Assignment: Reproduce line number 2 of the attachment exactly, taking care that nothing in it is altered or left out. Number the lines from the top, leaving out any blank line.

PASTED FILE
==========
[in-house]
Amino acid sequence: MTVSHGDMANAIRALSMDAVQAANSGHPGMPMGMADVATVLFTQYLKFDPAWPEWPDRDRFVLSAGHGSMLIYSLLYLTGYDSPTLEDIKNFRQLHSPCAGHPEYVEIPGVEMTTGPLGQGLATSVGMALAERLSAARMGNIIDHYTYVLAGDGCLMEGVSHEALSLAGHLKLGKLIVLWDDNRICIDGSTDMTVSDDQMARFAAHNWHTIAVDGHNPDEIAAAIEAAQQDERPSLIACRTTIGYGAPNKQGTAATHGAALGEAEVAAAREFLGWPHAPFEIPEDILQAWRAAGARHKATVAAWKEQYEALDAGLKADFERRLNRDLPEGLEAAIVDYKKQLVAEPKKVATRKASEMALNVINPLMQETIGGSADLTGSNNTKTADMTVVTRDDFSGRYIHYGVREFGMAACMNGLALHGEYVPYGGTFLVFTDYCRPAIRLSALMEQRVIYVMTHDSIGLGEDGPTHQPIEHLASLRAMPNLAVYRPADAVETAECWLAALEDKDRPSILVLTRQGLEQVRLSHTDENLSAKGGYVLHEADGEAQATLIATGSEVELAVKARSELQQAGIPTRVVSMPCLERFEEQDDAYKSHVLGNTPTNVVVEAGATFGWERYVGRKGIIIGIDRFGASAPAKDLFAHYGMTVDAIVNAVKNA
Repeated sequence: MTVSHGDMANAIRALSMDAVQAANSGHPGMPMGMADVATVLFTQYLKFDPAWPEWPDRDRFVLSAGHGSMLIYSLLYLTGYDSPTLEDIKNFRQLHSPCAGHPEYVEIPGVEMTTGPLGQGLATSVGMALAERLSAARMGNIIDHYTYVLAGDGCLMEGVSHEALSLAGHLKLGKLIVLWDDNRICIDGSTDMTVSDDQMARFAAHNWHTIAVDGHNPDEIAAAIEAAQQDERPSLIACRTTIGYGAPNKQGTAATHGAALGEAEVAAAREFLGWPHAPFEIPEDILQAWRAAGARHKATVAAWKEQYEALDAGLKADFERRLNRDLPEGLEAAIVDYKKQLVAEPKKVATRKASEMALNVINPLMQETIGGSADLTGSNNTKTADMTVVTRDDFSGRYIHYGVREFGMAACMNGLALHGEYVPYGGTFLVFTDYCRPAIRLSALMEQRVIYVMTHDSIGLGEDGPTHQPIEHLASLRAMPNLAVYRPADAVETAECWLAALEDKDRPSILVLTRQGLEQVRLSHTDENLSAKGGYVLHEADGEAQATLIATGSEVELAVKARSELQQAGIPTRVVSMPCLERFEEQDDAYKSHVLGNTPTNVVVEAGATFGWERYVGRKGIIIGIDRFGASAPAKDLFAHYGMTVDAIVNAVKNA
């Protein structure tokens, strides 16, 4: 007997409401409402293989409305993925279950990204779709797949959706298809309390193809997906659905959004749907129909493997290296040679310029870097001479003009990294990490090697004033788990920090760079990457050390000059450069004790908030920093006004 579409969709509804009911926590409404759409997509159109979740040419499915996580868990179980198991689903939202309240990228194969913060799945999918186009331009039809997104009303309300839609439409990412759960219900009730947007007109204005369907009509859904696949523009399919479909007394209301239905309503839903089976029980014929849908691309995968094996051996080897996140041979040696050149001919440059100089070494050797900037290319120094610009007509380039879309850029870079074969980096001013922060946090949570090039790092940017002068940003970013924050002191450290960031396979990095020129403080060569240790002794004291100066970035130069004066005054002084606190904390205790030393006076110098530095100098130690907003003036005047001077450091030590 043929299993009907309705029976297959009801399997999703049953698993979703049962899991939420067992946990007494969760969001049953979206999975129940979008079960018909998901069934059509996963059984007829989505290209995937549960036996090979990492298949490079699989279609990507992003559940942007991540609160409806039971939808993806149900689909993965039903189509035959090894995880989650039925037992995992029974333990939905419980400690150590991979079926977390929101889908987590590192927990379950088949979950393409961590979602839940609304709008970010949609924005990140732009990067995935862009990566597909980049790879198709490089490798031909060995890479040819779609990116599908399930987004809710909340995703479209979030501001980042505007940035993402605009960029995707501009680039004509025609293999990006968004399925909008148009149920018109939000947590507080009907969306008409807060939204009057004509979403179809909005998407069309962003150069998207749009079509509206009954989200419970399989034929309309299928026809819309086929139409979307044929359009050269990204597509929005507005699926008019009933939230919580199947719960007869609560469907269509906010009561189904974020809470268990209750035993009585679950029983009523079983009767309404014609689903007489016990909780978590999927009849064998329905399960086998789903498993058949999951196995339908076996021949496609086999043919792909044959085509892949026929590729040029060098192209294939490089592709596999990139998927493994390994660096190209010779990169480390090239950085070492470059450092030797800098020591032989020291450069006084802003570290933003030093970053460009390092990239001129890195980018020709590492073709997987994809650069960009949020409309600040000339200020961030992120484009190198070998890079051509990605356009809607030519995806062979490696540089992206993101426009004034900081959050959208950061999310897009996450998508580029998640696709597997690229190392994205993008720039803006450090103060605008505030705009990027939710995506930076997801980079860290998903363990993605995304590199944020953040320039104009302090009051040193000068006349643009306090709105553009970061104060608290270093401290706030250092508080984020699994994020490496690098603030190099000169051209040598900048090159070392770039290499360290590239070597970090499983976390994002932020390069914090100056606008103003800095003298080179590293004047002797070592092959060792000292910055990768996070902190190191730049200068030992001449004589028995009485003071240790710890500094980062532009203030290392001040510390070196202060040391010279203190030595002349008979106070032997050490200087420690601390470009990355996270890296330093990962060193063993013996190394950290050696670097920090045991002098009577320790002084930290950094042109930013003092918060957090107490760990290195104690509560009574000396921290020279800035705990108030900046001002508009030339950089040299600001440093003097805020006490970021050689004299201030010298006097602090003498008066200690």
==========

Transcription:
Amino acid sequence: MTVSHGDMANAIRALSMDAVQAANSGHPGMPMGMADVATVLFTQYLKFDPAWPEWPDRDRFVLSAGHGSMLIYSLLYLTGYDSPTLEDIKNFRQLHSPCAGHPEYVEIPGVEMTTGPLGQGLATSVGMALAERLSAARMGNIIDHYTYVLAGDGCLMEGVSHEALSLAGHLKLGKLIVLWDDNRICIDGSTDMTVSDDQMARFAAHNWHTIAVDGHNPDEIAAAIEAAQQDERPSLIACRTTIGYGAPNKQGTAATHGAALGEAEVAAAREFLGWPHAPFEIPEDILQAWRAAGARHKATVAAWKEQYEALDAGLKADFERRLNRDLPEGLEAAIVDYKKQLVAEPKKVATRKASEMALNVINPLMQETIGGSADLTGSNNTKTADMTVVTRDDFSGRYIHYGVREFGMAACMNGLALHGEYVPYGGTFLVFTDYCRPAIRLSALMEQRVIYVMTHDSIGLGEDGPTHQPIEHLASLRAMPNLAVYRPADAVETAECWLAALEDKDRPSILVLTRQGLEQVRLSHTDENLSAKGGYVLHEADGEAQATLIATGSEVELAVKARSELQQAGIPTRVVSMPCLERFEEQDDAYKSHVLGNTPTNVVVEAGATFGWERYVGRKGIIIGIDRFGASAPAKDLFAHYGMTVDAIVNAVKNA